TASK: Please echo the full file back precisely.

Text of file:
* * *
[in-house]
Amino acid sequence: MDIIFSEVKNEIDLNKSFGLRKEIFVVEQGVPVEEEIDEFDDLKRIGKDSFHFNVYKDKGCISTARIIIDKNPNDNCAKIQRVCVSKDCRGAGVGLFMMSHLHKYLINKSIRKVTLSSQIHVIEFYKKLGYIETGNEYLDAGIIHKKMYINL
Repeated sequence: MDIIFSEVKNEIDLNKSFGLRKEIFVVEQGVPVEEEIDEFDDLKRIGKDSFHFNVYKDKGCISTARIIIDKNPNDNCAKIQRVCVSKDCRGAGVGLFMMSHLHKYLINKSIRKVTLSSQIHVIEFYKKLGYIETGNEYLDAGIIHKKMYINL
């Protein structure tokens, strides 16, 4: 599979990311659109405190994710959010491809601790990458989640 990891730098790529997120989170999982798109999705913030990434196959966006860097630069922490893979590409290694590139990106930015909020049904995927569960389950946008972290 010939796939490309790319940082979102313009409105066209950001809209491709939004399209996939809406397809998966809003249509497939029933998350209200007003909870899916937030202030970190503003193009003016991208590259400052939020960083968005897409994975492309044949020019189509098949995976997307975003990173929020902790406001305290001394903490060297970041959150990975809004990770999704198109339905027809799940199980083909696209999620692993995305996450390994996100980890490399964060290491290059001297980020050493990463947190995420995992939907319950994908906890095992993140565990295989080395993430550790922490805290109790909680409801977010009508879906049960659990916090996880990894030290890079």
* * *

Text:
[in-house]
Amino acid sequence: MDIIFSEVKNEIDLNKSFGLRKEIFVVEQGVPVEEEIDEFDDLKRIGKDSFHFNVYKDKGCISTARIIIDKNPNDNCAKIQRVCVSKDCRGAGVGLFMMSHLHKYLINKSIRKVTLSSQIHVIEFYKKLGYIETGNEYLDAGIIHKKMYINL
Repeated sequence: MDIIFSEVKNEIDLNKSFGLRKEIFVVEQGVPVEEEIDEFDDLKRIGKDSFHFNVYKDKGCISTARIIIDKNPNDNCAKIQRVCVSKDCRGAGVGLFMMSHLHKYLINKSIRKVTLSSQIHVIEFYKKLGYIETGNEYLDAGIIHKKMYINL
């Protein structure tokens, strides 16, 4: 599979990311659109405190994710959010491809601790990458989640 990891730098790529997120989170999982798109999705913030990434196959966006860097630069922490893979590409290694590139990106930015909020049904995927569960389950946008972290 010939796939490309790319940082979102313009409105066209950001809209491709939004399209996939809406397809998966809003249509497939029933998350209200007003909870899916937030202030970190503003193009003016991208590259400052939020960083968005897409994975492309044949020019189509098949995976997307975003990173929020902790406001305290001394903490060297970041959150990975809004990770999704198109339905027809799940199980083909696209999620692993995305996450390994996100980890490399964060290491290059001297980020050493990463947190995420995992939907319950994908906890095992993140565990295989080395993430550790922490805290109790909680409801977010009508879906049960659990916090996880990894030290890079």